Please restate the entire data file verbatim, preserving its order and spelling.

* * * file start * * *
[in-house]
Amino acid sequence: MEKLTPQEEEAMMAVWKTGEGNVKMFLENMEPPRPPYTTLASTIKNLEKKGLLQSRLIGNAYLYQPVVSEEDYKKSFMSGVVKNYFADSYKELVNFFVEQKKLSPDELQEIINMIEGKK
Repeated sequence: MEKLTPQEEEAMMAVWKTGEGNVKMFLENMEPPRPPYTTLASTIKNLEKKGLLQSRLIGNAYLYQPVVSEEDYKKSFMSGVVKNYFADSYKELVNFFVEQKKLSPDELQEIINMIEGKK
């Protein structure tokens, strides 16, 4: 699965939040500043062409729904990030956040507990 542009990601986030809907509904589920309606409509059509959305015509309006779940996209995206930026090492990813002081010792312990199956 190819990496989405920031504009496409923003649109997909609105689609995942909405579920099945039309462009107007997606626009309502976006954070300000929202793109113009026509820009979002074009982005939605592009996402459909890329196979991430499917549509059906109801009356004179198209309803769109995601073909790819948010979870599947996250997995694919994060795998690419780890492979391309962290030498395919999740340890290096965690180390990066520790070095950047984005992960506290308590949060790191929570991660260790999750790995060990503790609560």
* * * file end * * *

[in-house]
Amino acid sequence: MEKLTPQEEEAMMAVWKTGEGNVKMFLENMEPPRPPYTTLASTIKNLEKKGLLQSRLIGNAYLYQPVVSEEDYKKSFMSGVVKNYFADSYKELVNFFVEQKKLSPDELQEIINMIEGKK
Repeated sequence: MEKLTPQEEEAMMAVWKTGEGNVKMFLENMEPPRPPYTTLASTIKNLEKKGLLQSRLIGNAYLYQPVVSEEDYKKSFMSGVVKNYFADSYKELVNFFVEQKKLSPDELQEIINMIEGKK
């Protein structure tokens, strides 16, 4: 699965939040500043062409729904990030956040507990 542009990601986030809907509904589920309606409509059509959305015509309006779940996209995206930026090492990813002081010792312990199956 190819990496989405920031504009496409923003649109997909609105689609995942909405579920099945039309462009107007997606626009309502976006954070300000929202793109113009026509820009979002074009982005939605592009996402459909890329196979991430499917549509059906109801009356004179198209309803769109995601073909790819948010979870599947996250997995694919994060795998690419780890492979391309962290030498395919999740340890290096965690180390990066520790070095950047984005992960506290308590949060790191929570991660260790999750790995060990503790609560």